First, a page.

IUCN - Assessment of the socio-economic value of freshwater species for the northern African region

Assessment of the socio-economic value of freshwater species for the northern African region

10 September 2012 | Downloads - publication

Juffe-Bignoli D. and Darwall W.R.T (eds.) (2012). Assessment of the socio-economic value of freshwater species for the northern African region. Gland, Switzerland and Málaga, Spain: IUCN. IV + 84 pages.

Every day of our lives we benefit from what nature provides for us. The food we eat, the water we drink, the clothes we wear, even our mobile phones and computers have been manufactured with natural resources extracted from species and ecosystems that have played a major role in our success as a civilization. In technologically advanced societies this link to nature may seem distant and probably irrelevant, but it is there through complex supply chains, and we still depend on it. In many parts of the world people rely on the resources nature provides by using them directly, selling them or working in activities that exploit them. Even so, despite the innumerable services that nature provides, for centuries we have consumed these resources as if they were infinite, destroying habitats, putting thousands of species at risk and causing the extinction of many others.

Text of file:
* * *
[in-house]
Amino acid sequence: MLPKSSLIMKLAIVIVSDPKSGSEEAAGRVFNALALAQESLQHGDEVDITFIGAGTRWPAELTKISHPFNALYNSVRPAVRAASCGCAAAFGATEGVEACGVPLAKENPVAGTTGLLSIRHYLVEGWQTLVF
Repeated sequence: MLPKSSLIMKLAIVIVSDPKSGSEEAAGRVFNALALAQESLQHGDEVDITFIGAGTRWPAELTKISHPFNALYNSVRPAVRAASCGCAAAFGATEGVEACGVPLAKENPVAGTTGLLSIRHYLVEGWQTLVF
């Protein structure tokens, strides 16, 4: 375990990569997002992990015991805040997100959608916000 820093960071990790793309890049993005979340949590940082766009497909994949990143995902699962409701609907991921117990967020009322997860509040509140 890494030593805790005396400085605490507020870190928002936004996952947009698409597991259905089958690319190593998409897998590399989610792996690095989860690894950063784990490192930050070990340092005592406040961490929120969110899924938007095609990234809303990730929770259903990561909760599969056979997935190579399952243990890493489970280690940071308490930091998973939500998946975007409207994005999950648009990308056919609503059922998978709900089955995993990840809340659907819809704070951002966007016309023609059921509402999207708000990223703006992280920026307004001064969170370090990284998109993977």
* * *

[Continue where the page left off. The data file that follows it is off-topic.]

IUCN has recognized the importance of integrating information on species conservation status with the socio-economic benefits they provide. The aim here is to link IUCN Red List data on the extinction risk for 877 species across northern Africa with information on these freshwater species’ socioeconomic value, and to evaluate levels of dependence on wetland services in conjunction with the known threats faced by the species underpinning these services. The results of this project have enabled IUCN to identify species of high socio-economic importance and the threats to their long-term survival and sustainable use. Actions needed to ensure the future sustainable use of these resources are discussed. Such an integrated approach aims to greatly strengthen the body of evidence in support of the case for conserving wetland biodiversity. Nonetheless, species and ecosystems should not be protected just because they are useful to humans, but because biodiversity sustains all life on earth, including humankind.


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